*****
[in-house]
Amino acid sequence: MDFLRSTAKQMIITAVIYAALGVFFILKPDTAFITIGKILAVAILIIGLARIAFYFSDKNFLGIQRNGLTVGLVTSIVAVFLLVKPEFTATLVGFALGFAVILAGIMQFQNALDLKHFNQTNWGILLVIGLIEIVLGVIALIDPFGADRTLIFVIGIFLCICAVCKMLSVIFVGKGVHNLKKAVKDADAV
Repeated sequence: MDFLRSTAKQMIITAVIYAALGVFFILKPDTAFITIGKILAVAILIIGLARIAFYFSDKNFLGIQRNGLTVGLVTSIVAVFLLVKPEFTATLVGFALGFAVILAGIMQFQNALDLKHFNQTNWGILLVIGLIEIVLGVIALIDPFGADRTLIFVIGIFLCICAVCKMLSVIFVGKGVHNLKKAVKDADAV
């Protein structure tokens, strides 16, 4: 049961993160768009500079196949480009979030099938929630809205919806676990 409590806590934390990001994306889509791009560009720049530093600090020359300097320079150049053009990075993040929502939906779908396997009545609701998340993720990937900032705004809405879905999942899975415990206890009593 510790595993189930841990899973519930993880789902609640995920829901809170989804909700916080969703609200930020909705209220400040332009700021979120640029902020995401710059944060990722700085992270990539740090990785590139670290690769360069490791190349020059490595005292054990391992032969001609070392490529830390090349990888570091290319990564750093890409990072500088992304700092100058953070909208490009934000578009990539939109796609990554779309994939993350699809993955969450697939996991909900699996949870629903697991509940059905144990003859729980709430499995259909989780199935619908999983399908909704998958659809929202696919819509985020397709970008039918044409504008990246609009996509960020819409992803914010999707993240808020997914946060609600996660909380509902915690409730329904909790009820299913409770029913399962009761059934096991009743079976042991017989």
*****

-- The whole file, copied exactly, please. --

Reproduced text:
[in-house]
Amino acid sequence: MDFLRSTAKQMIITAVIYAALGVFFILKPDTAFITIGKILAVAILIIGLARIAFYFSDKNFLGIQRNGLTVGLVTSIVAVFLLVKPEFTATLVGFALGFAVILAGIMQFQNALDLKHFNQTNWGILLVIGLIEIVLGVIALIDPFGADRTLIFVIGIFLCICAVCKMLSVIFVGKGVHNLKKAVKDADAV
Repeated sequence: MDFLRSTAKQMIITAVIYAALGVFFILKPDTAFITIGKILAVAILIIGLARIAFYFSDKNFLGIQRNGLTVGLVTSIVAVFLLVKPEFTATLVGFALGFAVILAGIMQFQNALDLKHFNQTNWGILLVIGLIEIVLGVIALIDPFGADRTLIFVIGIFLCICAVCKMLSVIFVGKGVHNLKKAVKDADAV
């Protein structure tokens, strides 16, 4: 049961993160768009500079196949480009979030099938929630809205919806676990 409590806590934390990001994306889509791009560009720049530093600090020359300097320079150049053009990075993040929502939906779908396997009545609701998340993720990937900032705004809405879905999942899975415990206890009593 510790595993189930841990899973519930993880789902609640995920829901809170989804909700916080969703609200930020909705209220400040332009700021979120640029902020995401710059944060990722700085992270990539740090990785590139670290690769360069490791190349020059490595005292054990391992032969001609070392490529830390090349990888570091290319990564750093890409990072500088992304700092100058953070909208490009934000578009990539939109796609990554779309994939993350699809993955969450697939996991909900699996949870629903697991509940059905144990003859729980709430499995259909989780199935619908999983399908909704998958659809929202696919819509985020397709970008039918044409504008990246609009996509960020819409992803914010999707993240808020997914946060609600996660909380509902915690409730329904909790009820299913409770029913399962009761059934096991009743079976042991017989």